Lessons on AI Takeover from the conquistadors

(Talk given at an event on Sun­day 28th of June. Daniel Koko­ta­jlo is re­spon­si­ble for the talk, Ja­cob Lager­ros and David Lam­bert ed­ited the tran­script.

If you’re a cu­rated au­thor and in­ter­ested in giv­ing a 5-min talk, which will then be tran­scribed and ed­ited, sign up here.)

Daniel Koko­ta­jlo: I’m ba­si­cally go­ing to re­cap my con­quis­ta­dors posts. I’m in­ter­ested to hear what peo­ple think about it. I know a lot more about the situ­a­tion now be­cause I’ve been read­ing some his­tory books. But my over­all opinion hasn’t changed.

I wrote this post be­cause in talk­ing to var­i­ous peo­ple and read­ing some things, there was what seemed to me to be a sim­plis­tic model of how mil­i­tary con­flicts work, or how a mil­i­tary takeover would work. Here’s the sim­ple model.

If we’re imag­in­ing a sce­nario where an AI ap­pears, it will likely be in some lab some­where. So it will start off with very few re­sources, very small amounts of money, for ex­am­ple. So you would have to have some sort of god-like in­tel­li­gence or a tech­nolog­i­cal ad­van­tage in or­der to have more strength than the rest of the world com­bined.

I think the con­quis­ta­dors are coun­terex­am­ples to this. So for a brief overview, I picked out three con­quis­ta­dors. I had already known about Cortes and Pizarro, which were prob­a­bly the most ex­treme ex­am­ples. But I pre­dicted that there would be a gen­eral trend here, so I did some Googling and af­ter 20 min­utes I found Alfonso, who is an­other ex­am­ple of this trend.

Alfonso was a Por­tuguese ex­plorer gen­eral. Here is a map of his ex­plo­ra­tion.

Ben Pace: Can I ask what pe­riod of his­tory this was?

Daniel Koko­ta­jlo: This is all around the early 1500s. Alfonso was 1506 to 1513, and then Cortes was 1519 and Pizarro was 1530.

If you look at this map, ba­si­cally, Colum­bus went across the At­lantic in 1492, and the Por­tuguese were, in the same time, ex­plor­ing down the coast of Africa. They were all try­ing to get to China and In­dia’s lu­cra­tive trade routes. Ba­si­cally, within 30 to 50 years, the Span­ish had turned this en­tire re­gion into a Span­ish lake, con­trol­ling the main ports and only al­low­ing Span­ish ships.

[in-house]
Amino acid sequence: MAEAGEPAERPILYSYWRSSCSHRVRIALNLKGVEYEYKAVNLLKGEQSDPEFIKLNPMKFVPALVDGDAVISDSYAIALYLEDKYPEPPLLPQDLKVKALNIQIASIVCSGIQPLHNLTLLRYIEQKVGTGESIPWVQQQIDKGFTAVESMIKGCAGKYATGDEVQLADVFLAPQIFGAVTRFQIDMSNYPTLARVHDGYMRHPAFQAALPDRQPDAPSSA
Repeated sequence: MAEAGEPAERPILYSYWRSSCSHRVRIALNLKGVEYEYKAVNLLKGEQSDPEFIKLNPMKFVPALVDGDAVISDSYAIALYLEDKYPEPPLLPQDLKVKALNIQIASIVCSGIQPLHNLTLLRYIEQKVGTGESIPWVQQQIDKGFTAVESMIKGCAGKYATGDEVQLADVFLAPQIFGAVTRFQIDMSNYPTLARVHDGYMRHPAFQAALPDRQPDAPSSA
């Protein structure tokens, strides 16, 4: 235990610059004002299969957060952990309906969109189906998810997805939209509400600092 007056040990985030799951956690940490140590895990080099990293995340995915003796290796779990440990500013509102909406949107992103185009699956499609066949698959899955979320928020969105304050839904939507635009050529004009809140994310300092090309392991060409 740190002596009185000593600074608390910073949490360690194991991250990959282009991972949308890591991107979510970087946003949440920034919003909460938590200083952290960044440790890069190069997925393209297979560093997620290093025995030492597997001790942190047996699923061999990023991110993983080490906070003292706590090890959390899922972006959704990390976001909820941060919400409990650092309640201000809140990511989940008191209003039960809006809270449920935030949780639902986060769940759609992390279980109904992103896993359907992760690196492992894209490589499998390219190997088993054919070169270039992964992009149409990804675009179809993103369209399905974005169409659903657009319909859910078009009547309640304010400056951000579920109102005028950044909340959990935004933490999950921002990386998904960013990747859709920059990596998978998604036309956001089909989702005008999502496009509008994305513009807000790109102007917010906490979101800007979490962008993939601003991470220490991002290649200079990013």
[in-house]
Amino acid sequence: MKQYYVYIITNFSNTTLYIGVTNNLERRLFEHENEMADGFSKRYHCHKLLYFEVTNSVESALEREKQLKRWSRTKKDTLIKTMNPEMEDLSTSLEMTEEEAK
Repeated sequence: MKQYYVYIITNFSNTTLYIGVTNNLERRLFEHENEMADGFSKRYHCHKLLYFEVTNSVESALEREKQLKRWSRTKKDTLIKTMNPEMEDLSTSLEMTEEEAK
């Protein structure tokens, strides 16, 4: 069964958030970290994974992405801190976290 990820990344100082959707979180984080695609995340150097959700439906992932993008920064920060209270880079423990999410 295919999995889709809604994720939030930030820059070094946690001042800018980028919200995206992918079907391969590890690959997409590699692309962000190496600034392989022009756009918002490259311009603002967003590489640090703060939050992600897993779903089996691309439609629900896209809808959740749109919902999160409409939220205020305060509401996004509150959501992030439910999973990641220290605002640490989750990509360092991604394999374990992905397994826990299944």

The Por­tuguese did the same thing. Alfonso was re­spon­si­ble for the blue re­gion. It only took them six years or so, and in­volved defeat­ing the Ot­toman Em­pire in sev­eral naval bat­tles, con­quer­ing var­i­ous port cities around the edge, defeat­ing some In­dian em­pires, and so forth.

Here is the map of Por­tuguese ter­ri­tory in In­dia which blew my mind.

I didn’t re­al­ize that they had con­quered so much so quickly. I haven’t looked up this ex­actly, but it took many more years to con­quer all of this ter­ri­tory.

When I usu­ally think of colo­nial­ism in In­dia, I think of the Bri­tish. But ac­cord­ing to this map, the Por­tuguese made quite a lot of con­quests them­selves be­fore then. Any­way, the ad­van­tages were not god-like, in my opinion. I go into more de­tail in the post, but it was not like they had nanobots or any other su­per weapons in which there were no defenses against.

They also didn’t have ma­chine guns, or even nor­mal guns. They had ex­tremely an­cient ar­que­buses that took two min­utes to reload af­ter you fired them. Most of the time, they just used swords for their fight­ing.. I could go on.